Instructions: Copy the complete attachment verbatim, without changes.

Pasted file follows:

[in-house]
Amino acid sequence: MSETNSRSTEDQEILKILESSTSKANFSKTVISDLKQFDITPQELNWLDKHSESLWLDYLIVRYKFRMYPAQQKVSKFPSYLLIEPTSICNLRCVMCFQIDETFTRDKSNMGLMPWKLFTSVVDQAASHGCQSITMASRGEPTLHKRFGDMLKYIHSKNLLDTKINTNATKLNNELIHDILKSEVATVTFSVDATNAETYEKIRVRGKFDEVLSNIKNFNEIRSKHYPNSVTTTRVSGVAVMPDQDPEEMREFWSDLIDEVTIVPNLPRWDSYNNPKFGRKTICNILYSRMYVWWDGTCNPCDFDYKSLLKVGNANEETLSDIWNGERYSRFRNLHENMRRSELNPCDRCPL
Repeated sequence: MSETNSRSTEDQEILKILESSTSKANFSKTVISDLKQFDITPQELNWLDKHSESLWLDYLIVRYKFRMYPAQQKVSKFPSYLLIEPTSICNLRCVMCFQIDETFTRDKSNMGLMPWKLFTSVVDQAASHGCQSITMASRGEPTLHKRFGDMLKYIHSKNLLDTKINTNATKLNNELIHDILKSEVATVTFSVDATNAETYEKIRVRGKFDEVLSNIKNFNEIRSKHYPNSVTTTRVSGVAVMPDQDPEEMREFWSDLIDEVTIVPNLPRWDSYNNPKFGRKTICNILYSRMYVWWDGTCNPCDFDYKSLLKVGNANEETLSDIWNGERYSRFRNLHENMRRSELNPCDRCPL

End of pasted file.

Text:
[in-house]
Amino acid sequence: MSETNSRSTEDQEILKILESSTSKANFSKTVISDLKQFDITPQELNWLDKHSESLWLDYLIVRYKFRMYPAQQKVSKFPSYLLIEPTSICNLRCVMCFQIDETFTRDKSNMGLMPWKLFTSVVDQAASHGCQSITMASRGEPTLHKRFGDMLKYIHSKNLLDTKINTNATKLNNELIHDILKSEVATVTFSVDATNAETYEKIRVRGKFDEVLSNIKNFNEIRSKHYPNSVTTTRVSGVAVMPDQDPEEMREFWSDLIDEVTIVPNLPRWDSYNNPKFGRKTICNILYSRMYVWWDGTCNPCDFDYKSLLKVGNANEETLSDIWNGERYSRFRNLHENMRRSELNPCDRCPL
Repeated sequence: MSETNSRSTEDQEILKILESSTSKANFSKTVISDLKQFDITPQELNWLDKHSESLWLDYLIVRYKFRMYPAQQKVSKFPSYLLIEPTSICNLRCVMCFQIDETFTRDKSNMGLMPWKLFTSVVDQAASHGCQSITMASRGEPTLHKRFGDMLKYIHSKNLLDTKINTNATKLNNELIHDILKSEVATVTFSVDATNAETYEKIRVRGKFDEVLSNIKNFNEIRSKHYPNSVTTTRVSGVAVMPDQDPEEMREFWSDLIDEVTIVPNLPRWDSYNNPKFGRKTICNILYSRMYVWWDGTCNPCDFDYKSLLKVGNANEETLSDIWNGERYSRFRNLHENMRRSELNPCDRCPL